Because of relatively high driving and braking moments generated in systems of the type described, prior art structures utilizing pillar type axle carriers have required very substantial vertical spacing between the annular mounts. in a typical example, the axle carrying pillar extends substantially above the diiferential housing and is surrounded at its opposite ends by a pair of vertically spaced annular mounts. While this arrangement is satisfactory insofar as suspension characteristics are concerned, in practice the upper extremity of the pillar and mounts protrude to such an extent above the normal floor level of the vehicle body as to produce an undesirable if not intolerable obstruction. This disadvantage is particularly unsatisfactory when the adjacent floor space is intended for passenger occupancy, as for example in station wagon type vehicles. Similarly, a projection of any substantial magnitude is luggage compartment, as in conventional passenger vehicles.

An object of the present invention is to provide an improved swing axle suspension.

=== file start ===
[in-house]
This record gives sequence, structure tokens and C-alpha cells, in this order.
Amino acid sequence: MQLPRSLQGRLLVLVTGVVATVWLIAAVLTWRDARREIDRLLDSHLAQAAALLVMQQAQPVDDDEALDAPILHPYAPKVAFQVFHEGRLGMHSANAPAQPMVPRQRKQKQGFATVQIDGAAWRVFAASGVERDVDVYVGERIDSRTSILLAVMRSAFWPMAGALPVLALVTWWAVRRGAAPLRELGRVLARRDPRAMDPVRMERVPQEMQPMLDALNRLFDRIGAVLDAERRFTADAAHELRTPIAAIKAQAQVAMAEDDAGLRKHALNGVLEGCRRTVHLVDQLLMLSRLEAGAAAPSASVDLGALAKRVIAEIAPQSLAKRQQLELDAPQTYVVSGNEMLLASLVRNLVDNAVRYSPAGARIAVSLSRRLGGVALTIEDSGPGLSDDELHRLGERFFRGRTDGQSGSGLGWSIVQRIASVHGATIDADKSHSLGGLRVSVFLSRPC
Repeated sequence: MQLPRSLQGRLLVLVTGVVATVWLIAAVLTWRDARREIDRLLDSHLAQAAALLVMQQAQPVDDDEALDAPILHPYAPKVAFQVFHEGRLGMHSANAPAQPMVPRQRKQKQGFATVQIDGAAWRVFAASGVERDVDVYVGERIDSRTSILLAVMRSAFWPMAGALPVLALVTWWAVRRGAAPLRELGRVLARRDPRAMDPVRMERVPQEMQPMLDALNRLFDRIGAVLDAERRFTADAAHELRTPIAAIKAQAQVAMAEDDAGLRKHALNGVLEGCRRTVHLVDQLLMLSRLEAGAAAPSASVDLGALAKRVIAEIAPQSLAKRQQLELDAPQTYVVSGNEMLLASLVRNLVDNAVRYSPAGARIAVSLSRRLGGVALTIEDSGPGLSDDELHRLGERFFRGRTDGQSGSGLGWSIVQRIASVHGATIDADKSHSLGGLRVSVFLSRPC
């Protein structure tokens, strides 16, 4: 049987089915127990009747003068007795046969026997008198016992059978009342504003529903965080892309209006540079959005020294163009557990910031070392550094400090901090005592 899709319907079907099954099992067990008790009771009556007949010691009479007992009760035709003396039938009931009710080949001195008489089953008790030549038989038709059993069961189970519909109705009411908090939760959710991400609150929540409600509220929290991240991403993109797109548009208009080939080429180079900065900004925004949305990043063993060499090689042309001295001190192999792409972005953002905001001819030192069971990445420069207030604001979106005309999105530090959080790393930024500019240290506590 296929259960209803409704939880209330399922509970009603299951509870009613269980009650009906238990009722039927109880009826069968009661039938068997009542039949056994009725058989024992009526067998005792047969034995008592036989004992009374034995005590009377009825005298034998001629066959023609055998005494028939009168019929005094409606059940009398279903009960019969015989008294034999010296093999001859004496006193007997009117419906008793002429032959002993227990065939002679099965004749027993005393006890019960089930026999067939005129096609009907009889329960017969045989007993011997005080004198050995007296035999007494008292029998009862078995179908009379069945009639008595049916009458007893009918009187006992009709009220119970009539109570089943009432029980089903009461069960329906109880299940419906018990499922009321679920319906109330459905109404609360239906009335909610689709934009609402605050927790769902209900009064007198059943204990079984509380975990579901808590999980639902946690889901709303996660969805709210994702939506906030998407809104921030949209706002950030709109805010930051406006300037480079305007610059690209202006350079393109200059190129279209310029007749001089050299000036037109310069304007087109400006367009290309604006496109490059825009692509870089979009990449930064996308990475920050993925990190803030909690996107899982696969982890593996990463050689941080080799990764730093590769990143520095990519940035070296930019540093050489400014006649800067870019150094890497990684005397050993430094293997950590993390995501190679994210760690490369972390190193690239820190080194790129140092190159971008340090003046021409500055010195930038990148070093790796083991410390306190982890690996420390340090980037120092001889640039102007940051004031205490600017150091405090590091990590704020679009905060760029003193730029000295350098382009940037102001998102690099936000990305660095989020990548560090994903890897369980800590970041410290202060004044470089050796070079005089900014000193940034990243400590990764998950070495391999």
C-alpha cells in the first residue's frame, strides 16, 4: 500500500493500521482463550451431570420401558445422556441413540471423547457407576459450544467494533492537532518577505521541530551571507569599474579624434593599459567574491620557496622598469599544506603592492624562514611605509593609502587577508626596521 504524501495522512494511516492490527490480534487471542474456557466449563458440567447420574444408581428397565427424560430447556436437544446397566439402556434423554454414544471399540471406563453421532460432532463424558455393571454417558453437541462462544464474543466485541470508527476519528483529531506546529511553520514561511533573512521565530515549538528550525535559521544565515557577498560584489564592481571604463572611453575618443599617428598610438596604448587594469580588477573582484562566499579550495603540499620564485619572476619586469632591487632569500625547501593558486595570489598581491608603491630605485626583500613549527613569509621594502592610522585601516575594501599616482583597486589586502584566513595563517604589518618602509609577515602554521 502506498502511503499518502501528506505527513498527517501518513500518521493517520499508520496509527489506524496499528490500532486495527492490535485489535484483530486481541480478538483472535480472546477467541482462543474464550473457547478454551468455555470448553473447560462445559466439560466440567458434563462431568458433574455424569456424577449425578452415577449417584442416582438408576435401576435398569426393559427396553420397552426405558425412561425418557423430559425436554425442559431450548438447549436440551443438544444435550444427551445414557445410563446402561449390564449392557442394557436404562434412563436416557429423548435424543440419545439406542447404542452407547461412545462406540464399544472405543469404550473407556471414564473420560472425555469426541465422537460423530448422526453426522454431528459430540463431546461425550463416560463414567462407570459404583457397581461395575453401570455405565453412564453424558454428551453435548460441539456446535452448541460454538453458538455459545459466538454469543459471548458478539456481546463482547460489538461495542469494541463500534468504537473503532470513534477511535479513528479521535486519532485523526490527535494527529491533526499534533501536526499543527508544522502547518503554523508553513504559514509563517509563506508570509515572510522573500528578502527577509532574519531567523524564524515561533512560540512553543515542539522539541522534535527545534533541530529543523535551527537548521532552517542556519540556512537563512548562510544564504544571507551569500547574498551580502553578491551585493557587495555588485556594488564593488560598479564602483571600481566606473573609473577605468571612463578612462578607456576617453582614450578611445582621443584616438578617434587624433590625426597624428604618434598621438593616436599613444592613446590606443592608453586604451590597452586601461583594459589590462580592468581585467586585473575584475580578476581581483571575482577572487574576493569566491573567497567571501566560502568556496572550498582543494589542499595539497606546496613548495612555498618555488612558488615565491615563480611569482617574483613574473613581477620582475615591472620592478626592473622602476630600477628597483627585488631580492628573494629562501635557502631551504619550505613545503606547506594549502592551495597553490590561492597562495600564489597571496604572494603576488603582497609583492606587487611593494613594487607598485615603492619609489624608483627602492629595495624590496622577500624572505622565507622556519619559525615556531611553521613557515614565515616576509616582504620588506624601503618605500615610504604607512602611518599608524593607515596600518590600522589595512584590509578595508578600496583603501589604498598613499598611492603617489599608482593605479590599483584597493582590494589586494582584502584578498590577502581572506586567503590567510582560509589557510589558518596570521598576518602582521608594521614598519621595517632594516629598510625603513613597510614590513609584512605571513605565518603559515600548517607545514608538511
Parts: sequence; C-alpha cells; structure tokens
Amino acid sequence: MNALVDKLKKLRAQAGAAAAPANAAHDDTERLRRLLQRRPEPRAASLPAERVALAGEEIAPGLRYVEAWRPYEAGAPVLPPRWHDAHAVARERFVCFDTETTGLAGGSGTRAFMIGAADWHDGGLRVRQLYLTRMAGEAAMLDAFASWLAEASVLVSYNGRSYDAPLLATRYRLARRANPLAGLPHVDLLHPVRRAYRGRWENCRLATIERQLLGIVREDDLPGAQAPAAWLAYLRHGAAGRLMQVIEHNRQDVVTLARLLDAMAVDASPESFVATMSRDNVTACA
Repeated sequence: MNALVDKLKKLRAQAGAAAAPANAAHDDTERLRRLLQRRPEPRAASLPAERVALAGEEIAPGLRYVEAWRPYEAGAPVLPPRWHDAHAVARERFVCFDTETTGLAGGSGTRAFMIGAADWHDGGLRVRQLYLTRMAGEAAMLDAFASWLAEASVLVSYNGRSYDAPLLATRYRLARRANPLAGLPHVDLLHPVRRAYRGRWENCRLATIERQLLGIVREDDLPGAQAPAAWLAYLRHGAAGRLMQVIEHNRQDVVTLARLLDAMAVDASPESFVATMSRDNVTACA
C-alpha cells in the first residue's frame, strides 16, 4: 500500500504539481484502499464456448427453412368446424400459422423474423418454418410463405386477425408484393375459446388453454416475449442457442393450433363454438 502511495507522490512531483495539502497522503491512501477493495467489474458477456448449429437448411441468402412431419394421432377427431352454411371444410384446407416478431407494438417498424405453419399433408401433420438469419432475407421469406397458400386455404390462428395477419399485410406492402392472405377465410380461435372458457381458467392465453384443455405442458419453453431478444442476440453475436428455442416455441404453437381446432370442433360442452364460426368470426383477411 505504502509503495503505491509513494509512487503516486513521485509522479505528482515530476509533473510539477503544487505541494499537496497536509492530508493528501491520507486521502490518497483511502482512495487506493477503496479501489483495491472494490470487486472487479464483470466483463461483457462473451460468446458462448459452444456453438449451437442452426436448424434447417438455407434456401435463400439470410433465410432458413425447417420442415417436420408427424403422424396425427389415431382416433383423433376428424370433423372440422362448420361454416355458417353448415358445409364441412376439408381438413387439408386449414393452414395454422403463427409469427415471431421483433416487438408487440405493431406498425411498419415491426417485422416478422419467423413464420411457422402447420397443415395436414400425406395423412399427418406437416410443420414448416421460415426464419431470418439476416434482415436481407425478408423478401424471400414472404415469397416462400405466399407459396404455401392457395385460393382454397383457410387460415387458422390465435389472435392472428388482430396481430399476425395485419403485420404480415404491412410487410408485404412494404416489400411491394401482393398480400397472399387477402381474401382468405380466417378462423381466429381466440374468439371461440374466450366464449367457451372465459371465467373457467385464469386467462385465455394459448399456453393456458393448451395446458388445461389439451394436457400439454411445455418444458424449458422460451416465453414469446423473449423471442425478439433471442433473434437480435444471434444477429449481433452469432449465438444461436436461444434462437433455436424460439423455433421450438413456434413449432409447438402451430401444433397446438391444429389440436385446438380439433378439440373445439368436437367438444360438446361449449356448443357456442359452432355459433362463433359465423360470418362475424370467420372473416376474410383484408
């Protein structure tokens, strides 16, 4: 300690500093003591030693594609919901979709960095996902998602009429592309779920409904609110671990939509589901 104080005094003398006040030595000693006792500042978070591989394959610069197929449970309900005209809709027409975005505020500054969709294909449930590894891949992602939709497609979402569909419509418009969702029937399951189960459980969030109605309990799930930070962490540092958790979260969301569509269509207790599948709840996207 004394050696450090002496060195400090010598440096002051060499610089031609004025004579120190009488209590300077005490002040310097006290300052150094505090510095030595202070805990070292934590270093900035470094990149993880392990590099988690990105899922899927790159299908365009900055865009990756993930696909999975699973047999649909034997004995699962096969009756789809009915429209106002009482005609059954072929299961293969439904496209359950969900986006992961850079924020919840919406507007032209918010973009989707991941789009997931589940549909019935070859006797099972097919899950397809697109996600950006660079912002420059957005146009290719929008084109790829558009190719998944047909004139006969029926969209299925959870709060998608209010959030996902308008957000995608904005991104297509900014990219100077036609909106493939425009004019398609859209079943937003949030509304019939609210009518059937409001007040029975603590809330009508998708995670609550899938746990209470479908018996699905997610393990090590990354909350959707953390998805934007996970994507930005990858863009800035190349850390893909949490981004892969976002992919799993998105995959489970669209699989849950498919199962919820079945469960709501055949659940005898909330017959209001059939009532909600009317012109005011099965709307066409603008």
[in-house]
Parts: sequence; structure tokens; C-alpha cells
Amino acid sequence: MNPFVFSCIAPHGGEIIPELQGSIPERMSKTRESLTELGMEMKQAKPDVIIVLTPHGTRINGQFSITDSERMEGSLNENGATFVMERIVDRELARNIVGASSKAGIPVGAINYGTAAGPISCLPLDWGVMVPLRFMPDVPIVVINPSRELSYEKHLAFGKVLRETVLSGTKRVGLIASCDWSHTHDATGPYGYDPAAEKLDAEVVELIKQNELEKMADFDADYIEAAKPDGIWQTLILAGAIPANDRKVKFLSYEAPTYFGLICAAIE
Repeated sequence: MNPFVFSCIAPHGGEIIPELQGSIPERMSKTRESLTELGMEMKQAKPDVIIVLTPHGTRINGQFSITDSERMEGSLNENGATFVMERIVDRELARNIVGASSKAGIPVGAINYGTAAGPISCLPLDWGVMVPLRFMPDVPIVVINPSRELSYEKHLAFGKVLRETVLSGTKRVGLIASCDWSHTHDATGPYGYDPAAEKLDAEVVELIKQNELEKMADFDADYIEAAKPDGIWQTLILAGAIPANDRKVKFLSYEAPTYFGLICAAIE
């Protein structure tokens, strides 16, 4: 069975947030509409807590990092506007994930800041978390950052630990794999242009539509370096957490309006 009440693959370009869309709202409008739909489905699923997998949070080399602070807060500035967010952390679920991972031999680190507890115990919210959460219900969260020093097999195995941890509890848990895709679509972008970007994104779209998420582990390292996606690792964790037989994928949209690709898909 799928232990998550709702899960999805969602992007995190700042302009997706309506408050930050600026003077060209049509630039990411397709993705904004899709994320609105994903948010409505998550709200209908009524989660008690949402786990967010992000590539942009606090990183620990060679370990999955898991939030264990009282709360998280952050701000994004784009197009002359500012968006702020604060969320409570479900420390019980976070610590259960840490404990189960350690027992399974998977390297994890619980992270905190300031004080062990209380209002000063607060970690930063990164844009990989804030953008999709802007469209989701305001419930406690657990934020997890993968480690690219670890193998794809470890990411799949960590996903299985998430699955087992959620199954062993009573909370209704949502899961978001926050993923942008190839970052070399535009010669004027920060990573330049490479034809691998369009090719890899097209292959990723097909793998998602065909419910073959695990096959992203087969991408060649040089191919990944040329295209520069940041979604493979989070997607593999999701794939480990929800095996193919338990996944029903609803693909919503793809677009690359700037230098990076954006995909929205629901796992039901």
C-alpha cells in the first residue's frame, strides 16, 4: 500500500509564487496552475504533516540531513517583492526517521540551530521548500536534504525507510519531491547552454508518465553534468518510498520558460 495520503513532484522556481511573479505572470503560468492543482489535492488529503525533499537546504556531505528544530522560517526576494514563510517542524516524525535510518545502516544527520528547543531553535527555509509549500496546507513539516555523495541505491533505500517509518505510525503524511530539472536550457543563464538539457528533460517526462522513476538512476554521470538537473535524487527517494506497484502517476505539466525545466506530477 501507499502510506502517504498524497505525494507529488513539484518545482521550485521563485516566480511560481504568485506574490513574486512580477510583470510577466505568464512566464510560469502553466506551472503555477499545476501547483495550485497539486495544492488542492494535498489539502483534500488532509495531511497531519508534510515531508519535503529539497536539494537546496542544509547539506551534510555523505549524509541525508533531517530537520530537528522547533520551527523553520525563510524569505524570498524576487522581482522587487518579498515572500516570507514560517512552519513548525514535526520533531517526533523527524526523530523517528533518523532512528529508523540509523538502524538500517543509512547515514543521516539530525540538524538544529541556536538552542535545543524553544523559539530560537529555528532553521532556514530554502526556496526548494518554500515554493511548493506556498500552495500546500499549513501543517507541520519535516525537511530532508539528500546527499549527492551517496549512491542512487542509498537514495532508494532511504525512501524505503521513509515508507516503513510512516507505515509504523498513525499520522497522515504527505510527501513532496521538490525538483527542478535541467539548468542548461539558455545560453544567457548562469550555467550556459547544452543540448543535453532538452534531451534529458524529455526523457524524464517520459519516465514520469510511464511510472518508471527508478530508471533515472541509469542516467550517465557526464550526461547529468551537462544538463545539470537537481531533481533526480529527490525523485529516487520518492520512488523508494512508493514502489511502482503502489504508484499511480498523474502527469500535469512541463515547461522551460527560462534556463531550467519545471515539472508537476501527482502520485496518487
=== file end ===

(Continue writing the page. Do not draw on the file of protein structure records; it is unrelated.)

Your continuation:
A further object is to provide a swing axle suspension t p 1 housing 6 is provided with an enlarged inboard casing highly undesirable when the surrounding space forms the Patented July 4, 1961 of the type described which eliminates obstructions or projections in the vehicle body floor.

Still another object is to provide a swing axle suspension utilizing asingle vertical pillar type axle carrier, wherein the carrier is flexibly connected to the vehicle sprung mass entirely below the normal vehicle floor level.

A still further object is to provide a structure of the stated character including horizontally disposed means ar ranged to impart controlled resistance to fore and aft deflection of the pillar and axles.